with Robin Boom
Agronomic Advisory Services
In 1994 an article in ‘Straight Furrow’ covered a sharemilker on a peat soil near Hamilton had been losing nearly 10 per cent of his herd for three years running from milk fever-related problems, between 1988-1990, in spite of giving his cows lots of magnesium.
I’d called on the farmer in spring-1990, a year after starting my soil advisory business, and told him the soil would be all out of balance and by correcting this, the problem would go away.
Like many farms at the time, they’d been using 30 per cent potassic super in the spring and 15 per cent potassic super in autumn. The farm owner agreed to let me try and sort the problem out, so long as the fertiliser bill was no more expensive than the conventional fertiliser they’d been using. After doing soil and herbage tests, which showed big imbalances, I recommended some burned lime ash at 2.5 tonne/ha as a cheap calcium and sulphur source, serpentine dust at 1 tonne/ha as a cheap magnesium source, potash, salt, boron, copper, manganese and selenium. No superphosphate was applied for the next three years and no more cows died from metabolic problems – and, the farm production lifted by 30 per cent, hence the reason for the article.
As a result of this article the manager of a large Maori-owned station contacted me, saying he had just lost around 50 breeding cows from metabolic problems. So I did comprehensive soil tests and herbage tests and again identified major imbalances.
However, the station was being overseen by a farm consultant who did not understand my American soil tests. As my recommendations were to apply some lime, magnesium, potassium and trace elements, which he took issue with, he sent my report to a soil scientist based at Ruakura, who dismissed my recommendations and told them all they should do was continue applying 15 per cent potassic super. Needless to say the farm consultant made certain this happened so my recommendation was never applied and the problem would have probably continued.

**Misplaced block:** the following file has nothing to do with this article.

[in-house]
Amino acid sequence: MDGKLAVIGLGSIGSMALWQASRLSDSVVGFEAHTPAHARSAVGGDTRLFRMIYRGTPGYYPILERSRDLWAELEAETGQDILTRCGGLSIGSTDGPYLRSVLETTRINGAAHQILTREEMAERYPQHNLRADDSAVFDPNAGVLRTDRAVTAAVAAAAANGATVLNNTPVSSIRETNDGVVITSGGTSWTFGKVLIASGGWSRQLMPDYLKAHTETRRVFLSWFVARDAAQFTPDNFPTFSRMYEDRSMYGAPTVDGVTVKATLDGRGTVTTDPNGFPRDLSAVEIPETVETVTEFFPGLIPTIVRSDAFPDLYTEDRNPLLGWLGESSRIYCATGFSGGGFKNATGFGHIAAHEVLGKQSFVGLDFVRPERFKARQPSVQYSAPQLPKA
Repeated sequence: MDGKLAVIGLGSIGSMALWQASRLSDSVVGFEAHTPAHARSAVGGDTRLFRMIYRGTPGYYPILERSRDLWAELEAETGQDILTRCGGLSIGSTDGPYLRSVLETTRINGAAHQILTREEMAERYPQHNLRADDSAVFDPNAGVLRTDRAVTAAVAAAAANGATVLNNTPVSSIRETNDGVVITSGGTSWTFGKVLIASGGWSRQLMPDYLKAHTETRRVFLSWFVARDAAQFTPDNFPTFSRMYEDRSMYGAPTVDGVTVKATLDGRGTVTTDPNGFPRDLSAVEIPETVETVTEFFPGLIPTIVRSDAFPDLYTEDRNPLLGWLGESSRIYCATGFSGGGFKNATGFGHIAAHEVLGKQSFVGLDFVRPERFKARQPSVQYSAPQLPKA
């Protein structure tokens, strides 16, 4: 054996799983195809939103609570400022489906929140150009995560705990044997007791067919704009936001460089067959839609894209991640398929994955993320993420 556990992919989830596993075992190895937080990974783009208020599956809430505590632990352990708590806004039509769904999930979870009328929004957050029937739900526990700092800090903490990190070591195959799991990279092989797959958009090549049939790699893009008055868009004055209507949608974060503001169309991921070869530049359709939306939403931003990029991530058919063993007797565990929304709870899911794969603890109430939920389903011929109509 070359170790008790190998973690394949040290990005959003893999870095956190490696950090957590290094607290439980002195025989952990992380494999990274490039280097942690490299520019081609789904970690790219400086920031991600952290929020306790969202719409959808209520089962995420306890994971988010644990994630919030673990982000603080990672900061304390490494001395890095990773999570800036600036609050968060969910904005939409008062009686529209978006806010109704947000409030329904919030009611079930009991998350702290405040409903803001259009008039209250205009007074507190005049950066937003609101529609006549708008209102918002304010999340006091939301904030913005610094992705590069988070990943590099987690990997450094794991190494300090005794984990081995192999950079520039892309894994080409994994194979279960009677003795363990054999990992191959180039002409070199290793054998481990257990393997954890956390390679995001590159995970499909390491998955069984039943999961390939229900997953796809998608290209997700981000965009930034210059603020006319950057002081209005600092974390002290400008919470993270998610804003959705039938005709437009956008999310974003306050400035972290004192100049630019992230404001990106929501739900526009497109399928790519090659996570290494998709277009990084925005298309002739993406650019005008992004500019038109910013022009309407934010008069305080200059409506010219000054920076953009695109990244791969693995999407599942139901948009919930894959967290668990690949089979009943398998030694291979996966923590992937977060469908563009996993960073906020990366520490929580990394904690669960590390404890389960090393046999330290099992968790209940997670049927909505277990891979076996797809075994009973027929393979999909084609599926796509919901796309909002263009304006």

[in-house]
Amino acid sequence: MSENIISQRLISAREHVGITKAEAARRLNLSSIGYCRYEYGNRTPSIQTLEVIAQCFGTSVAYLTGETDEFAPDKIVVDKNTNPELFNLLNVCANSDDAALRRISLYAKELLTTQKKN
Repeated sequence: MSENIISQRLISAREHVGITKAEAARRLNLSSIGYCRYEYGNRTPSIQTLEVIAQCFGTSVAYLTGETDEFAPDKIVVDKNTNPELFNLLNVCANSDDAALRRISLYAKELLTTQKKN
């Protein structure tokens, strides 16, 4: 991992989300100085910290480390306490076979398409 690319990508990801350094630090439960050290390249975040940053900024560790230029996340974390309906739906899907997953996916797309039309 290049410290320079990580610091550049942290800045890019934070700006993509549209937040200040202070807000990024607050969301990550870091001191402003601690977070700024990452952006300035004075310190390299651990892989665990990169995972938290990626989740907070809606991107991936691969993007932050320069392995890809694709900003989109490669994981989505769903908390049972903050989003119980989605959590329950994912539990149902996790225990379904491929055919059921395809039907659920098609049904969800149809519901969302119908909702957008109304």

Over the years my relationships with farm consultants has generally been conflicting, because they tend to be just NPK boys. And unless phosphorus is measured by the Olsen P method, they don’t want to know – and I’m not a fan of too much nitrogen being applied, which they often promote. The exception is consultants who have come from a veterinary background – they generally understand the importance of having good calcium, magnesium, boron and other trace elements being applied for animal health and performance.
Déjà vu moment
Two months ago, I found myself having a déjà vu moment with the same farm consultant I’d hadthe issues with back in 1994. I’d done some soil and herbage tests with recommendations on a large sheep and beef property and recommended a triple super-based fertiliser mix with some trace elements. The trustees had asked this particular consultant to look at what was being applied, and consequently dismissed my tests and recommendations and got a fertiliser rep from one of the co-ops to do some more tests and apply a superphosphate-based mix.
After 30 years in the industry I’d like to think my knowledge of soil chemistry, as it relates to pasture production and animal health and performance, is second to none; and also my knowledge of all of the different fertilisers companies and their products. But not this farm consultant. He got a fert rep who has been on the scene for a fraction of this time and has a lot less experience and expertise than myself and who works for a superphosphate manufacturing company. The fertiliser applied worked out to be 15 per cent more expensive per unit of P on the ground than the triple super I was able to source from a private importer. The farm consultant charged for his services, gets inferior advice and costs the client tens of thousands of dollars for a more expensive fertiliser. All up, a lose-lose situation.
Robin Boom, CPAg, member of the Institute of Professional Soil Scientists. Ph: 0274 448764.